• Avoiding the next summit’s traffic madness



    (Second of two parts)

    The hosting of the 2017 Asean summit culminated the Philippines’ chairmanship of the regional bloc and the idea of using another former US military base – Clark – had its merits.

    Clark International Airport would be able to take the capacity strain and prevent disruptions to Ninoy Aquino International Airport (NAIA) schedules. Alas, Clark’s lodgings and convention facilities were insufficient and even if nearby Subic – with its own airport – were to deploy all its new lodging facilities and prepped older disused hotels, everything would still not be good enough for country delegations, many of whom preferred Manila.

    Logistical and security nightmare
    This resulted in a security nightmare, requiring the transport of VIP convoys 90 kilometers from Clark to the Philippine International Convention Center (PICC) venue along Manila Bay. Measures such as sufficient security “headroom” and “tail-room” had to be maintained on the Subic-Clark-Tarlac (SCTEX) and North Luzon (NLEX) expressways, and on EDSA with its exclusive Asean lanes using the stop-go technique implemented in 2015.

    This meant preventing all civilian traffic from joining the roadway five minutes before the passage of the VIP convoy and up to five minutes after – a must and a non-negotiable for the security officials managing traffic on the two Asean lanes on EDSA that were again cordoned off by bollards and cones.

    Alternative routes like Mindanao/Luzon Avenue-Katipunan-C-5 and MacArthur, Monumento-Rizal Avenue to Roxas Boulevard are narrower than EDSA and have areas surrounded by buildings where terrorists can hide. The risk of parallel moving traffic with hostile intent, whether on two or four wheels, needed be avoided along with the risk of blockades, truck bombs and parked cars laden with explosives and mines.

    EDSA with two median lanes cordoned off was the best that could be had and this strategy will most likely be carried through for the next summit even when the Skyway Stage 3 and NLEX-South Luzon expressway connector take the place of EDSA as the next VIP-exclusive highway.

    Many entries, one exit
    With all the givens above, there is one thing that the Metro Manila Development Authority (MMDA), Philippine National Police-Highway Patrol Group and the Transportation department should pay attention to: going back to allowing private car use of the VIP lanes whenever there are no VIP convoys expected. This despite the main complaint of traffic authorities in 2015, which was the difficulty in clearing the non-VIP vehicles that were allowed to use the APEC lanes in between VIP convoys.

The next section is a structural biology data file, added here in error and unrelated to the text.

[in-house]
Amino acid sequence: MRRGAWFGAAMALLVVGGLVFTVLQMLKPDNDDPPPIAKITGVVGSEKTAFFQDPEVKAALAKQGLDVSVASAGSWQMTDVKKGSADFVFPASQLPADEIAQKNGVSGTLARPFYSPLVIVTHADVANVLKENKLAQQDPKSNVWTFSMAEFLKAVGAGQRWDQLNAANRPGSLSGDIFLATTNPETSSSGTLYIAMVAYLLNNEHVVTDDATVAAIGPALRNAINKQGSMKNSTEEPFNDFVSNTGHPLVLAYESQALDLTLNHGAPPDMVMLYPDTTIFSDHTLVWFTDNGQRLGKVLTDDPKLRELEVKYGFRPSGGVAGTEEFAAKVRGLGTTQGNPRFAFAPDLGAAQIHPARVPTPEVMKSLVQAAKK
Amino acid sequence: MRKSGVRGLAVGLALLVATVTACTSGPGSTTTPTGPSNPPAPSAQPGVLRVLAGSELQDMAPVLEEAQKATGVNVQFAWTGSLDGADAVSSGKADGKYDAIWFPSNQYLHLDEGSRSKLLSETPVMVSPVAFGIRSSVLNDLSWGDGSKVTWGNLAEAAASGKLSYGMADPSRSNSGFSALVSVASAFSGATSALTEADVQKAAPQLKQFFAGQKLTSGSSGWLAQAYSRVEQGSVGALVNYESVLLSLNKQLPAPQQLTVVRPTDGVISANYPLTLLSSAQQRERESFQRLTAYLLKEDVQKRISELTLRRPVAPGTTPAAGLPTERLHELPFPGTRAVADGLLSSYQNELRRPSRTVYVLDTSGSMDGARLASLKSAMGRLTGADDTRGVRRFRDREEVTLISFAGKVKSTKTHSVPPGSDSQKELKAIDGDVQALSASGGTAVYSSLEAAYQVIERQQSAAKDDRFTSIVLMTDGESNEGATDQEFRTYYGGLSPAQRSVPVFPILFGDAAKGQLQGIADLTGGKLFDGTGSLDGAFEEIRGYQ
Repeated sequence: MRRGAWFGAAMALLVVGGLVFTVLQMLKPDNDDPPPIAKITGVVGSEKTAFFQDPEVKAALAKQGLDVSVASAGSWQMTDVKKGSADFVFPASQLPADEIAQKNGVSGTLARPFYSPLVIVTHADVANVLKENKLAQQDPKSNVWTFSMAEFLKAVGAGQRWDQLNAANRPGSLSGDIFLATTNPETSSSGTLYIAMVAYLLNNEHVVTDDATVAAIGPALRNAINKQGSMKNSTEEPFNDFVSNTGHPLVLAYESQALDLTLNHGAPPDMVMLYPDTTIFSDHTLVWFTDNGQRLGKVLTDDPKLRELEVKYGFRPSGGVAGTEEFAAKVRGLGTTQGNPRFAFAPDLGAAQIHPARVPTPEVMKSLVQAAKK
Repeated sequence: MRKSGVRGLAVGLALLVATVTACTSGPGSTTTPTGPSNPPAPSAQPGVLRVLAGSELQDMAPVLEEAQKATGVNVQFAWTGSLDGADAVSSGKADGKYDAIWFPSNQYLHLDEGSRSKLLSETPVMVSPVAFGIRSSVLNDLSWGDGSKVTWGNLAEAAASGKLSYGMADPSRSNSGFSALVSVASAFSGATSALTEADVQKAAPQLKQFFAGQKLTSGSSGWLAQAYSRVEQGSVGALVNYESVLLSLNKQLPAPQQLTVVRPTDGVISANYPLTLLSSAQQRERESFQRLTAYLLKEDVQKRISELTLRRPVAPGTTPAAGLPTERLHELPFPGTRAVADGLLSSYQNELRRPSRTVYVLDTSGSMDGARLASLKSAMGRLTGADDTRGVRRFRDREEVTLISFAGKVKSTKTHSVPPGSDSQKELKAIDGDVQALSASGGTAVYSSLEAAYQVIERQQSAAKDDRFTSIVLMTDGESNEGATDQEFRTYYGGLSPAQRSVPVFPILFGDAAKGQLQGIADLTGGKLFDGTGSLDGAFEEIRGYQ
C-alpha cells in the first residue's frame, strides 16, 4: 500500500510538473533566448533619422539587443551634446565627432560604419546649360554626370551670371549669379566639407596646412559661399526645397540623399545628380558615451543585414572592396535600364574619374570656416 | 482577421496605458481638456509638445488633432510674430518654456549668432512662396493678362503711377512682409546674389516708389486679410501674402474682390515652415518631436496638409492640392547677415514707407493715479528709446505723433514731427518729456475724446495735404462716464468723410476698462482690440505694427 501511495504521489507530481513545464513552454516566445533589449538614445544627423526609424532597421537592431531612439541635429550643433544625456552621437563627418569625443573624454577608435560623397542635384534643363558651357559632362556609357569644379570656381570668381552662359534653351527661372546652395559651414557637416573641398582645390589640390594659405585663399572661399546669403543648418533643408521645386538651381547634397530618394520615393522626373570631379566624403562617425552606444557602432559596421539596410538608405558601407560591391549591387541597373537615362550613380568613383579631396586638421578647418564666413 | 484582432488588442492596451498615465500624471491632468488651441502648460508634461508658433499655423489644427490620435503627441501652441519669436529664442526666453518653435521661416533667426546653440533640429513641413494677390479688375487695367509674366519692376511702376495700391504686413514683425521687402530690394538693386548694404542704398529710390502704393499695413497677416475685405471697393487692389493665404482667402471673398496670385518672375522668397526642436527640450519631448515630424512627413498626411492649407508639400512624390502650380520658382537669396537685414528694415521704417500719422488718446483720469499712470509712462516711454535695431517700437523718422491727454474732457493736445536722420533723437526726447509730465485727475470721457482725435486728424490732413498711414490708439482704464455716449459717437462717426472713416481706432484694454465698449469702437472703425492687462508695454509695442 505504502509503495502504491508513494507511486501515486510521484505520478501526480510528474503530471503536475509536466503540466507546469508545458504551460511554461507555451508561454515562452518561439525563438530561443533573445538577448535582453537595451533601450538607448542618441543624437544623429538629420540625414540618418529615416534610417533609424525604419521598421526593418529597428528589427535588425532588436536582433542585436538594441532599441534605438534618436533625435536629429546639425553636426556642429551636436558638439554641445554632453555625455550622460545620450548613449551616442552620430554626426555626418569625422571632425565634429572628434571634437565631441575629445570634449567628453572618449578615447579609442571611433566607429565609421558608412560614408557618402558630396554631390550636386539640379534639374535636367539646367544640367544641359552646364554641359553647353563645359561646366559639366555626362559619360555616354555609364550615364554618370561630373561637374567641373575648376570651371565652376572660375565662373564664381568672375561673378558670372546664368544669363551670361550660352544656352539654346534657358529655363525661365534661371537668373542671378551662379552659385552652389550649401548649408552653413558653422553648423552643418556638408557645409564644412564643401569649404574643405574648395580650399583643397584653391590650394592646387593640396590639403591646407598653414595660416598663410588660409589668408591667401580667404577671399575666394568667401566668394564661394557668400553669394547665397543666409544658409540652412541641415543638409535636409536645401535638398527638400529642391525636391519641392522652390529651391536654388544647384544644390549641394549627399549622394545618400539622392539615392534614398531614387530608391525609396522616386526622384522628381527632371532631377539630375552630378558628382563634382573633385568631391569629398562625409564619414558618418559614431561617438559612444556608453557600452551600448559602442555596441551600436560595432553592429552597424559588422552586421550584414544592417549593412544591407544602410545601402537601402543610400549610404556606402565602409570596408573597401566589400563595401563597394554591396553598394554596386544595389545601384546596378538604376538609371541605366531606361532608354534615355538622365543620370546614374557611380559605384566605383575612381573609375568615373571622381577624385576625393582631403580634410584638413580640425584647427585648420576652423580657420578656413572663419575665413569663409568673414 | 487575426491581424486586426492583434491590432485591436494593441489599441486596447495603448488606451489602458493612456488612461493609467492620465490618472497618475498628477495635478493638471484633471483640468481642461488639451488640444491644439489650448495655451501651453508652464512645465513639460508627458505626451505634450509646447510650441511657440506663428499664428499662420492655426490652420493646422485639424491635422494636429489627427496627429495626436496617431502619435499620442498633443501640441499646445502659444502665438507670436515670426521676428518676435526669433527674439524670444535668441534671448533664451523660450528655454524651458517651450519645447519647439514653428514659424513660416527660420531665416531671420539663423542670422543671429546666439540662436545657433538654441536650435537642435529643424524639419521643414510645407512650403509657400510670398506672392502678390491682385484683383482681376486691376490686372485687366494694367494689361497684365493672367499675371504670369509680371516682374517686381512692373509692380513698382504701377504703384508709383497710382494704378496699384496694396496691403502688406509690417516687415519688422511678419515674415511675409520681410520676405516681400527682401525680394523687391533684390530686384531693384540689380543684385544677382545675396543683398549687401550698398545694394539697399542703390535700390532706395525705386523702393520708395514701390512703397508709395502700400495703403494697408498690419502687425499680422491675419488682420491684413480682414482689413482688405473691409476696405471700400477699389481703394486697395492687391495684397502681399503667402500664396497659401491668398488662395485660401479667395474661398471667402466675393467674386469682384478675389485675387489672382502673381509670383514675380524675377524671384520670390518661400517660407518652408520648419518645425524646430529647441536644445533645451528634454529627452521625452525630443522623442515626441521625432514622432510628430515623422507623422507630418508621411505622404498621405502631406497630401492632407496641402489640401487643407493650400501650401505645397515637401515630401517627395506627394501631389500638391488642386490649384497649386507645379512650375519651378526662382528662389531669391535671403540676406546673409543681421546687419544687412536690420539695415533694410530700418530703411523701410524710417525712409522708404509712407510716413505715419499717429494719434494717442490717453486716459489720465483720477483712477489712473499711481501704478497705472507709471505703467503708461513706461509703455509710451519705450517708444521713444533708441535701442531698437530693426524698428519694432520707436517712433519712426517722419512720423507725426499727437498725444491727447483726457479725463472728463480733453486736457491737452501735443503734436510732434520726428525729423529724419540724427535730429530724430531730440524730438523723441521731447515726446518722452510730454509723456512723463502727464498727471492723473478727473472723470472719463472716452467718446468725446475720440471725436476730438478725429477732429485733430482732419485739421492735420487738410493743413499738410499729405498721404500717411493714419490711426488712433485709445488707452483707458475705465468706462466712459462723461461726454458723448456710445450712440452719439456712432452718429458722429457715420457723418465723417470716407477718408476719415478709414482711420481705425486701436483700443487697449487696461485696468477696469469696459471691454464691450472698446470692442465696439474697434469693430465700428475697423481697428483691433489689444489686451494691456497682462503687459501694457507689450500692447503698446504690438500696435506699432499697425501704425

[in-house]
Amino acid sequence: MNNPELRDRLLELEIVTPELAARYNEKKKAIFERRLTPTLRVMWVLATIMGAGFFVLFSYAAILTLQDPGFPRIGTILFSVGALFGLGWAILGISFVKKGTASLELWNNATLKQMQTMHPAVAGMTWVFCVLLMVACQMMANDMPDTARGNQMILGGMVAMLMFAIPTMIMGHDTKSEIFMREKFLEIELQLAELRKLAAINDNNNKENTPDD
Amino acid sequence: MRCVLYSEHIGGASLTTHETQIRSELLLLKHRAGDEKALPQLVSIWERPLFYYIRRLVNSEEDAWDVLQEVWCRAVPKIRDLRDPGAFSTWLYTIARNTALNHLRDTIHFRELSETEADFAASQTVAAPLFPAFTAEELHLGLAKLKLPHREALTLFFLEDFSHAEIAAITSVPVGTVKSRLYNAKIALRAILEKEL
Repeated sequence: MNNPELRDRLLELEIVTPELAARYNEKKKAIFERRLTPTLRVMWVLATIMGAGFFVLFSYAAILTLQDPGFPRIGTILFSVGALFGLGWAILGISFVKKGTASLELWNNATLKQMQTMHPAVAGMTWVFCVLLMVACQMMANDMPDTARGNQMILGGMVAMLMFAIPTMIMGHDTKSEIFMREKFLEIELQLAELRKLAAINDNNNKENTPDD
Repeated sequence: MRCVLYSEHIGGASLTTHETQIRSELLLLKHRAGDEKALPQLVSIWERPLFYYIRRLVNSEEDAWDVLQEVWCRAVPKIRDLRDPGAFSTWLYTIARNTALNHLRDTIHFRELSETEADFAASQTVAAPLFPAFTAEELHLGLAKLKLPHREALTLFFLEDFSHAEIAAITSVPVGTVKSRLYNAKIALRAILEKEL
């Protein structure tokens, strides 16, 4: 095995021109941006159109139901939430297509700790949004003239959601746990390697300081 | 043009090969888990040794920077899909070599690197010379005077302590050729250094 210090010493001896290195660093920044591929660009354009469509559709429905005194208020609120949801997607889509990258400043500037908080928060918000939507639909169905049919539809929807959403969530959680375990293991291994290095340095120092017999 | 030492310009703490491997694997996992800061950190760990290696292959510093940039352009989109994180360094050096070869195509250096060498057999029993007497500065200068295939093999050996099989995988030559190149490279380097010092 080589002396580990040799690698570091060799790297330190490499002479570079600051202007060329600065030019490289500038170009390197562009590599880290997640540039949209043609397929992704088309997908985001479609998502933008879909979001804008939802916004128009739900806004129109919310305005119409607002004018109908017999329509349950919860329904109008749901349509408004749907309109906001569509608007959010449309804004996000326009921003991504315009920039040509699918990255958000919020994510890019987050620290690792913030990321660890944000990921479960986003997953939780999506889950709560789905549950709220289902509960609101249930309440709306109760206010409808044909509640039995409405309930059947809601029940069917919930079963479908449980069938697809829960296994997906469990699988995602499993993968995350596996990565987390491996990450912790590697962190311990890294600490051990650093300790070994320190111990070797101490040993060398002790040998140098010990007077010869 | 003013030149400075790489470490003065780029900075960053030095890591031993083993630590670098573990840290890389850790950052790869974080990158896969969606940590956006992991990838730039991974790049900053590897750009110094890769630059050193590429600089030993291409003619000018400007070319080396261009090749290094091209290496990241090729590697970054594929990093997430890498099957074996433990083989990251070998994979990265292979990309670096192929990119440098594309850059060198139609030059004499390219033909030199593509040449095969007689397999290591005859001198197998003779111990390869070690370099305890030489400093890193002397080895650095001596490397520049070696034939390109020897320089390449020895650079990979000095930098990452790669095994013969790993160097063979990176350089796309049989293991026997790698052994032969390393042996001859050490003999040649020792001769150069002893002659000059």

It is still the most viable solution. To prevent private cars from choosing to exit the Asean lanes in the vicinity of the EDSA flyovers and underpasses, traffic authorities should have restricted them to entering the Asean lanes at select points and only exit at Balintawak northbound. For those southbound, the only exits that should have been allowed would be in Makati and Mall of Asia in Pasay City – the same exits used by VIP convoys.

    If private vehicles had been intermittently allowed access on Saturday (November 11) Merville to NLEX wouldn’t have taken five hours and the former beauty queen who claimed to have needed a bathroom break wouldn’t have taken matters into her own hands.

    We can understand why the traffic manager on the ground just totally closed the Asean lanes because he feared having to negotiate with every motorist who had to be quickly expelled as VIP convoys approached. In order to implement the stop/go strategy with full through road access to the VIP lanes at certain times, enforcers would have needed some kind of “eye-in-the-sky” surveillance linked to the video wall at the MMDA traffic control headquarters. The “eye-in-the-sky” must have a panoramic view of the VIP lanes end-to-end so that enforcers on the ground can be told when to stop the entry of non-summit private traffic.

    Something like this can be accomplished using the NLEX traffic monitoring “video wall” which, if the authorities are reading this, would have prevented the day one “carmageddon” of November 11. Lastly, if the government is intent on closing VIP lanes to private traffic, announcements should be made a full 36 hours before the first VIP convoy passes instead of just a four-hour notice. This should give the undecided enough time to settle plans to exit the metropolis.

    Think now of alternatives
    There are many other solutions and suggestions but almost none will adequately satisfy the all-important requirement of ensuring VIP security. Exclusive lanes as walled by bollards are it, for now, so we should manage the resulting traffic by allowing private vehicles in only if they go “all-the-way or no way.”

    But for the not-so-distant future, the government should already decide if another convention center of PICC size and stature is needed, either in Subic or Clark or even both. This should be coupled with a program to enhance and expand all lodging facilities to world-class quality in both former US military bases.

    The Subic airport has plenty of life left in it and it should play a primary or intermediate role in hosting international guests, with the SCTEX used a scenic shuttle route for the VIP convoys. All future summits should be held in Subic and/or Clark the way Vietnam hosted APEC in Danang, also a giant ex-US base.

    Tito F. HERMOSO is Autoindustriya’s INSIDE MAN
    Send comments to tfhermoso@yahoo.com


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